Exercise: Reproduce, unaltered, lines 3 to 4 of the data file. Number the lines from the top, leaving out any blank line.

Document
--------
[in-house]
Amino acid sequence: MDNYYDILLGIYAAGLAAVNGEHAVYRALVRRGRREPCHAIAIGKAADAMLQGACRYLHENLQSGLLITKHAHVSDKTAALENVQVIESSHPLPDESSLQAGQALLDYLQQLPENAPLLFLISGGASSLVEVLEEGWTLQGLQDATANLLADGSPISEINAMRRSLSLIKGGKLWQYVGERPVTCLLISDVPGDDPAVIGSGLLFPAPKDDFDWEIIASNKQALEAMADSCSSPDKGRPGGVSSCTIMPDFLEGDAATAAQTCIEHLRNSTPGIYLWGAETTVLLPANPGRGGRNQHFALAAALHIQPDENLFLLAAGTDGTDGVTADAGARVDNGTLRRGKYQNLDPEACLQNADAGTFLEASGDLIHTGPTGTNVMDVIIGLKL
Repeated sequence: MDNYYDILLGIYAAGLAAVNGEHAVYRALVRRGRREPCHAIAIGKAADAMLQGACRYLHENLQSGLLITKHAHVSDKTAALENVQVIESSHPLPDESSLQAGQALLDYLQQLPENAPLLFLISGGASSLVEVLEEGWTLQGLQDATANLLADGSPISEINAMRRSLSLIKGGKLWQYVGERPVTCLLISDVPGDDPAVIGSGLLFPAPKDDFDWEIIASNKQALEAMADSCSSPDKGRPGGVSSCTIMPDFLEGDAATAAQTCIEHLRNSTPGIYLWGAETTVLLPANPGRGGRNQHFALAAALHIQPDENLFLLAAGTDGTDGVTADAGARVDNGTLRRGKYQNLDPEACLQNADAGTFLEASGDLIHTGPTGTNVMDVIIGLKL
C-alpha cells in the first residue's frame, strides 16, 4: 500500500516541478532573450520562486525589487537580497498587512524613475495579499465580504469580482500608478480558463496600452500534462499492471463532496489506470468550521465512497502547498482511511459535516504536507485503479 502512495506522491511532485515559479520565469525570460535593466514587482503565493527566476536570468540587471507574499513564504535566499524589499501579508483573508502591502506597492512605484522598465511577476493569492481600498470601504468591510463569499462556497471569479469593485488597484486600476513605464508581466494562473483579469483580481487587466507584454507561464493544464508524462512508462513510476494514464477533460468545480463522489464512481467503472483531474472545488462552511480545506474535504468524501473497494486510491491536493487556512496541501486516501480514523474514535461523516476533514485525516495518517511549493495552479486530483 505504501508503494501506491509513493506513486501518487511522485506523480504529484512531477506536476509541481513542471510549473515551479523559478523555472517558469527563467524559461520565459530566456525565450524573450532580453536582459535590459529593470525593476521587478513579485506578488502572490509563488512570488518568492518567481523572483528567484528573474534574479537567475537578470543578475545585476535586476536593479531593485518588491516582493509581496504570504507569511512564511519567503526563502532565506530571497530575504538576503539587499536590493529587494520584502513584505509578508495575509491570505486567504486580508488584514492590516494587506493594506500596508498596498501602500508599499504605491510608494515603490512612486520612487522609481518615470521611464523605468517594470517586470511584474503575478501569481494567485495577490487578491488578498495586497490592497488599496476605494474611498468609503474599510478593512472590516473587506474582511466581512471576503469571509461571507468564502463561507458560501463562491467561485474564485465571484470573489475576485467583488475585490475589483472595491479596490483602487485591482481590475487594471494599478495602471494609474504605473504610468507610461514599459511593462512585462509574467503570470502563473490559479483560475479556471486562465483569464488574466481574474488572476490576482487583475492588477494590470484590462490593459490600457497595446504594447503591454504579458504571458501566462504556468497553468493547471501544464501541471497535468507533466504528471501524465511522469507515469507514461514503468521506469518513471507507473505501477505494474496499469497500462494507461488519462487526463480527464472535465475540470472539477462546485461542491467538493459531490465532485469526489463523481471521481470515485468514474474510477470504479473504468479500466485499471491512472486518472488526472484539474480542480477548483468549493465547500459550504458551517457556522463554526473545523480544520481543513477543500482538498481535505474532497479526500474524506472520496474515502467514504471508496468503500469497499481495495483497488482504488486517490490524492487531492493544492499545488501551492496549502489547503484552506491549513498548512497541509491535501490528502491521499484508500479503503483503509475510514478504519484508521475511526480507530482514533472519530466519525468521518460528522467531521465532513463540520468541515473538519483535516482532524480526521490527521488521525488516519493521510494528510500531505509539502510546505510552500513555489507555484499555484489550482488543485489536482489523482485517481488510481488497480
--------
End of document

Repeated sequence: MDNYYDILLGIYAAGLAAVNGEHAVYRALVRRGRREPCHAIAIGKAADAMLQGACRYLHENLQSGLLITKHAHVSDKTAALENVQVIESSHPLPDESSLQAGQALLDYLQQLPENAPLLFLISGGASSLVEVLEEGWTLQGLQDATANLLADGSPISEINAMRRSLSLIKGGKLWQYVGERPVTCLLISDVPGDDPAVIGSGLLFPAPKDDFDWEIIASNKQALEAMADSCSSPDKGRPGGVSSCTIMPDFLEGDAATAAQTCIEHLRNSTPGIYLWGAETTVLLPANPGRGGRNQHFALAAALHIQPDENLFLLAAGTDGTDGVTADAGARVDNGTLRRGKYQNLDPEACLQNADAGTFLEASGDLIHTGPTGTNVMDVIIGLKL
C-alpha cells in the first residue's frame, strides 16, 4: 500500500516541478532573450520562486525589487537580497498587512524613475495579499465580504469580482500608478480558463496600452500534462499492471463532496489506470468550521465512497502547498482511511459535516504536507485503479 502512495506522491511532485515559479520565469525570460535593466514587482503565493527566476536570468540587471507574499513564504535566499524589499501579508483573508502591502506597492512605484522598465511577476493569492481600498470601504468591510463569499462556497471569479469593485488597484486600476513605464508581466494562473483579469483580481487587466507584454507561464493544464508524462512508462513510476494514464477533460468545480463522489464512481467503472483531474472545488462552511480545506474535504468524501473497494486510491491536493487556512496541501486516501480514523474514535461523516476533514485525516495518517511549493495552479486530483 505504501508503494501506491509513493506513486501518487511522485506523480504529484512531477506536476509541481513542471510549473515551479523559478523555472517558469527563467524559461520565459530566456525565450524573450532580453536582459535590459529593470525593476521587478513579485506578488502572490509563488512570488518568492518567481523572483528567484528573474534574479537567475537578470543578475545585476535586476536593479531593485518588491516582493509581496504570504507569511512564511519567503526563502532565506530571497530575504538576503539587499536590493529587494520584502513584505509578508495575509491570505486567504486580508488584514492590516494587506493594506500596508498596498501602500508599499504605491510608494515603490512612486520612487522609481518615470521611464523605468517594470517586470511584474503575478501569481494567485495577490487578491488578498495586497490592497488599496476605494474611498468609503474599510478593512472590516473587506474582511466581512471576503469571509461571507468564502463561507458560501463562491467561485474564485465571484470573489475576485467583488475585490475589483472595491479596490483602487485591482481590475487594471494599478495602471494609474504605473504610468507610461514599459511593462512585462509574467503570470502563473490559479483560475479556471486562465483569464488574466481574474488572476490576482487583475492588477494590470484590462490593459490600457497595446504594447503591454504579458504571458501566462504556468497553468493547471501544464501541471497535468507533466504528471501524465511522469507515469507514461514503468521506469518513471507507473505501477505494474496499469497500462494507461488519462487526463480527464472535465475540470472539477462546485461542491467538493459531490465532485469526489463523481471521481470515485468514474474510477470504479473504468479500466485499471491512472486518472488526472484539474480542480477548483468549493465547500459550504458551517457556522463554526473545523480544520481543513477543500482538498481535505474532497479526500474524506472520496474515502467514504471508496468503500469497499481495495483497488482504488486517490490524492487531492493544492499545488501551492496549502489547503484552506491549513498548512497541509491535501490528502491521499484508500479503503483503509475510514478504519484508521475511526480507530482514533472519530466519525468521518460528522467531521465532513463540520468541515473538519483535516482532524480526521490527521488521525488516519493521510494528510500531505509539502510546505510552500513555489507555484499555484489550482488543485489536482489523482485517481488510481488497480